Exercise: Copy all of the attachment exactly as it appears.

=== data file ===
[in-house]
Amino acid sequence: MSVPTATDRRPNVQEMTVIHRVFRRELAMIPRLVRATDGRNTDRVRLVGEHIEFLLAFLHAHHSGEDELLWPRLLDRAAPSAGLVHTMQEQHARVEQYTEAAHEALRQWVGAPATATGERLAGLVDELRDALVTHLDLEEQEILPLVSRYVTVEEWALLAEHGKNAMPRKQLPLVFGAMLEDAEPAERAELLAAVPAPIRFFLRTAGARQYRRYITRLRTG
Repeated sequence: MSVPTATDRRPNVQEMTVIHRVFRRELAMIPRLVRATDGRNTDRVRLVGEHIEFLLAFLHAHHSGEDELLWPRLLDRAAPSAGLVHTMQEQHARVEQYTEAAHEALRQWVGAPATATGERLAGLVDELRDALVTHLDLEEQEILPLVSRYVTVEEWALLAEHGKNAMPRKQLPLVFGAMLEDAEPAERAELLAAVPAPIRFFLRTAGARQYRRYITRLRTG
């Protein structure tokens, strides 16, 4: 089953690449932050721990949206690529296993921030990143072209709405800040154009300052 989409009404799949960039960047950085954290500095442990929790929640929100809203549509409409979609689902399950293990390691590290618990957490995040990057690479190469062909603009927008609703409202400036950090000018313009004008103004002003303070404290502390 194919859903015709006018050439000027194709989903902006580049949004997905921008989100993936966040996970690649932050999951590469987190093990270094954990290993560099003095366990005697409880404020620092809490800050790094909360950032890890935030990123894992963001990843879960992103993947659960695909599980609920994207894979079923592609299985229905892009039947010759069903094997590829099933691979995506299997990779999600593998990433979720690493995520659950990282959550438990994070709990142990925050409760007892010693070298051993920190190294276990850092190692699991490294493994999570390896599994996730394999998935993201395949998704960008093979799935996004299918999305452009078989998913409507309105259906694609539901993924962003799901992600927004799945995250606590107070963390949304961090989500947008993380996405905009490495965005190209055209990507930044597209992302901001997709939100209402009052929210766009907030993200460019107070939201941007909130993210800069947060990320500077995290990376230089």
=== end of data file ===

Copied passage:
[in-house]
Amino acid sequence: MSVPTATDRRPNVQEMTVIHRVFRRELAMIPRLVRATDGRNTDRVRLVGEHIEFLLAFLHAHHSGEDELLWPRLLDRAAPSAGLVHTMQEQHARVEQYTEAAHEALRQWVGAPATATGERLAGLVDELRDALVTHLDLEEQEILPLVSRYVTVEEWALLAEHGKNAMPRKQLPLVFGAMLEDAEPAERAELLAAVPAPIRFFLRTAGARQYRRYITRLRTG
Repeated sequence: MSVPTATDRRPNVQEMTVIHRVFRRELAMIPRLVRATDGRNTDRVRLVGEHIEFLLAFLHAHHSGEDELLWPRLLDRAAPSAGLVHTMQEQHARVEQYTEAAHEALRQWVGAPATATGERLAGLVDELRDALVTHLDLEEQEILPLVSRYVTVEEWALLAEHGKNAMPRKQLPLVFGAMLEDAEPAERAELLAAVPAPIRFFLRTAGARQYRRYITRLRTG
């Protein structure tokens, strides 16, 4: 089953690449932050721990949206690529296993921030990143072209709405800040154009300052 989409009404799949960039960047950085954290500095442990929790929640929100809203549509409409979609689902399950293990390691590290618990957490995040990057690479190469062909603009927008609703409202400036950090000018313009004008103004002003303070404290502390 194919859903015709006018050439000027194709989903902006580049949004997905921008989100993936966040996970690649932050999951590469987190093990270094954990290993560099003095366990005697409880404020620092809490800050790094909360950032890890935030990123894992963001990843879960992103993947659960695909599980609920994207894979079923592609299985229905892009039947010759069903094997590829099933691979995506299997990779999600593998990433979720690493995520659950990282959550438990994070709990142990925050409760007892010693070298051993920190190294276990850092190692699991490294493994999570390896599994996730394999998935993201395949998704960008093979799935996004299918999305452009078989998913409507309105259906694609539901993924962003799901992600927004799945995250606590107070963390949304961090989500947008993380996405905009490495965005190209055209990507930044597209992302901001997709939100209402009052929210766009907030993200460019107070939201941007909130993210800069947060990320500077995290990376230089």